To combat this resistance, leaders need to explain what's in it for their employees. Create excitement by explaining the benefits of the change and allowing employees to be active participants in the process (e.g. through collecting feedback, asking for recommendations, etc.).
They don't like you. This type of resistance occurs when people are hesitant to put their trust in the team/leaders who are pushing the change. This could be because they doubt that the change will really take effect (based on historical situations) or they don't have confidence that the change will be actualized.
To combat this resistance, it's important for leaders to address past situations in which they may have "dropped the ball" and take responsibility. It's also vital for the Implementation Team to stick to commitments, thus demonstrating that they can be trusted to create positive change. It's also valuable to seek and act on feedback from employees so they feel like they're part of the process and that their ideas and concerns are valid.
Kotter's Change Management Theory
Utilize common success factors for leading change.
In his book "Leading Change," Professor of Leadership and Change Expert Dr. John Kotter presents a change management process that contains the most common success factors for leading— not just managing— change.
These eight steps are:
- Create A Sense of Urgency: Motivate people to take action with enthusiasm and purpose toward an exciting future goal. Build excitement and unity around a clear vision. This can be done by determining your "why" and communicating it to employees prior to training and launch.
- Build A Guiding Coalition: Create a team of people committed to the success of 15Five to guide implementation and launch. This can be done by creating an internal 15Five implementation team.
- Form A Strategic Vision: Explain how the introduction of 15Five will lead to a better future and gain support for making that future a reality through specific plans linked to the vision.
- Enlist A Volunteer Army: Rally a group of 15Five champions around a common opportunity. Individuals should want to actively contribute to the success of 15Five and work together to achieve successful adoption.
- Enable Action By Removing Barriers: Get rid of anything that slows progress or creates obstacles. Make it easier for people to innovate, collaborate, and achieve results quickly. This can be done by creating and implementing a strong training strategy that makes it easy for employees to get the information they need to adopt 15Five and then creating a simple way for employees to get answers to their questions and share feedback.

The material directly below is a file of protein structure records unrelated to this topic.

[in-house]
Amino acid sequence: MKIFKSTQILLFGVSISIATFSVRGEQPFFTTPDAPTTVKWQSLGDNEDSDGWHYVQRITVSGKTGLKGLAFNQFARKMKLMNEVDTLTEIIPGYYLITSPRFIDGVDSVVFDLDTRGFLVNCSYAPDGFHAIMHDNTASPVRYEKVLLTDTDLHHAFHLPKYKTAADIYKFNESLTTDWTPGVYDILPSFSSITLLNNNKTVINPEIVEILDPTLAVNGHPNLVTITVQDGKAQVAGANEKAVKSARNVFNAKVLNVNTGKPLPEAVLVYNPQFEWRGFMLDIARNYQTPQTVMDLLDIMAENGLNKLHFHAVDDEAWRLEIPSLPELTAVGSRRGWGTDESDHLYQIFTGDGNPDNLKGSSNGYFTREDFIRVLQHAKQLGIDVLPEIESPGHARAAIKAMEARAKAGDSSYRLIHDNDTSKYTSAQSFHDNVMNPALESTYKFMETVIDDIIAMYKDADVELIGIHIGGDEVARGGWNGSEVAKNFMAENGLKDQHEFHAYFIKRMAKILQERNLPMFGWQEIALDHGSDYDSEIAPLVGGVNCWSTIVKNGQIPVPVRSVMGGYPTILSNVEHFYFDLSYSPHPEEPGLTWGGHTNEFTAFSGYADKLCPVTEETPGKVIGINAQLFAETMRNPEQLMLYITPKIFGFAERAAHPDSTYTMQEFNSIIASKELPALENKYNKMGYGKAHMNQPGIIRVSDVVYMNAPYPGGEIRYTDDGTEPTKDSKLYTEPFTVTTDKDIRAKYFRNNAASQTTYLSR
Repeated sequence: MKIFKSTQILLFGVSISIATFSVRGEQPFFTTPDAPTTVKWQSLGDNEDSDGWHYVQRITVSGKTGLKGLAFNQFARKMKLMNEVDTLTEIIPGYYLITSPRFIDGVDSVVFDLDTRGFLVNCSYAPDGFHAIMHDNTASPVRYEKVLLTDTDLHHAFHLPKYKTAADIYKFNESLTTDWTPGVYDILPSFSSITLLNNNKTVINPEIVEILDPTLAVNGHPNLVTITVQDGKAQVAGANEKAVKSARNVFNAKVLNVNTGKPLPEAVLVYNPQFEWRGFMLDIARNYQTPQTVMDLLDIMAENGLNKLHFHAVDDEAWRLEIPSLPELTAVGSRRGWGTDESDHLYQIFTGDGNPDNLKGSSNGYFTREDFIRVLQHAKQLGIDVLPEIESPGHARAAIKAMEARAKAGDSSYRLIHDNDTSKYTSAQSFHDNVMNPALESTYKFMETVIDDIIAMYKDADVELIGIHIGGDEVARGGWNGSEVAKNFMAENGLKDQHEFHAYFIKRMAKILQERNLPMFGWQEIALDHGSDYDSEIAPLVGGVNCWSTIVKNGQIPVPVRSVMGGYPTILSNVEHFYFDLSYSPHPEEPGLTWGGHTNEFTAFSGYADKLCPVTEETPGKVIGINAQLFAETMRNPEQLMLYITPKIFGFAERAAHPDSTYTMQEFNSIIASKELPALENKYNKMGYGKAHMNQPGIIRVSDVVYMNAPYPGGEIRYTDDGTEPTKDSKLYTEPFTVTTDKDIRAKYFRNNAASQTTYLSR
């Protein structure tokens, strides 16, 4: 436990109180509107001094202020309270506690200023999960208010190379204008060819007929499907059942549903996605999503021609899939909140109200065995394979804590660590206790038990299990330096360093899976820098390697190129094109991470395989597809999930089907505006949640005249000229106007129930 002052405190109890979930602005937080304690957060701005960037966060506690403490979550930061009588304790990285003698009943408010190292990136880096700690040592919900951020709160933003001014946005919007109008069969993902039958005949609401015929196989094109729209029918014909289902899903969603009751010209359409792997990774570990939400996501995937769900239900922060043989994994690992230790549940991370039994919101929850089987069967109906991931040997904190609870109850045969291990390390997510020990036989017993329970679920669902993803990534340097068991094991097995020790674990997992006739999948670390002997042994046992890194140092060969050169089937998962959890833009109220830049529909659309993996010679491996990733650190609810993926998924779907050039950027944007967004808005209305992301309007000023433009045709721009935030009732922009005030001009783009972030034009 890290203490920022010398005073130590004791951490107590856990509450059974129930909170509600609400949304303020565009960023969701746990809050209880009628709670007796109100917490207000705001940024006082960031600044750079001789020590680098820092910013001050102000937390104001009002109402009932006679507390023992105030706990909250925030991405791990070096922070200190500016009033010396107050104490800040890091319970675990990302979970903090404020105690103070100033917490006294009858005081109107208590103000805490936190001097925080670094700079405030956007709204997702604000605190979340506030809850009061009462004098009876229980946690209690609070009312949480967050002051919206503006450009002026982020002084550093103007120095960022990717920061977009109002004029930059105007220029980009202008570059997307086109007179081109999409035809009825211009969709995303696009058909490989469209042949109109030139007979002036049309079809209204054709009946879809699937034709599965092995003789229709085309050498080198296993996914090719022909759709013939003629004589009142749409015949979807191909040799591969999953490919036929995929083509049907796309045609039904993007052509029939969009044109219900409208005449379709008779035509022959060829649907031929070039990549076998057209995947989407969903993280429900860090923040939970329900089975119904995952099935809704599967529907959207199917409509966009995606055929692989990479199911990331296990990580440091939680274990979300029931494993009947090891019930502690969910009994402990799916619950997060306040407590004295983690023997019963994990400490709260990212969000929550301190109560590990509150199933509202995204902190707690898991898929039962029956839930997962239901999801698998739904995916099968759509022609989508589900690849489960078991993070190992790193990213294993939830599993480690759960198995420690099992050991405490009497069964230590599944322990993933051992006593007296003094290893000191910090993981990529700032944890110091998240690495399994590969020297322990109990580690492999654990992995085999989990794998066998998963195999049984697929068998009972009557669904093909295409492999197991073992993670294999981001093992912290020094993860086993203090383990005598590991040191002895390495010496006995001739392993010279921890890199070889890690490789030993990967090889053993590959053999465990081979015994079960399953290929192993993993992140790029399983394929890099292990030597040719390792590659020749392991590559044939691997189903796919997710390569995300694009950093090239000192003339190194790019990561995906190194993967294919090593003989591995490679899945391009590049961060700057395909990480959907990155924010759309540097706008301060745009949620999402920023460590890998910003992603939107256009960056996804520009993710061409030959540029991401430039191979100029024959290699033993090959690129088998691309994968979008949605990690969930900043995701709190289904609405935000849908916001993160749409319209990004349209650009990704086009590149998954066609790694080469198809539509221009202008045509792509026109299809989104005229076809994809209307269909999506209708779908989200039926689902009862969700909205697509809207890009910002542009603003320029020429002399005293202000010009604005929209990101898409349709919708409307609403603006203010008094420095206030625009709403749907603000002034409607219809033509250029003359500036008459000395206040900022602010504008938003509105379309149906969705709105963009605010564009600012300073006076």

- Generate Short-Term Wins: Recognize and share small victories regularly to track progress and keep your team motivated. Consider highlighting people who are adopting 15Five in their day-to-day work during company-wide meetings or in community-wide communication channels. It can also be helpful to offer awards to teams or individuals who are exceeding expectations.
- Sustain Acceleration: Keep pushing for change even after initial successes. Your growing credibility can improve systems and policies. Continue making changes until the vision becomes a reality. This should be done by collecting and acting on feedback from employees, especially during the early stages of launch.
- Institute Change: Highlight how the use of 15Five is leading to organizational success so that people are motivated to replace the "old way" with the "new way" of doing things. and ensure they become strong enough to replace old habits.
Additional 15Five resources for change management
- Blog: Grow the team, keep the culture (9 min read)
- Blog: Accountability – Communication = Disaster (6 min read)
- eBook: The Ultimate Glossary of Performance Management KPIs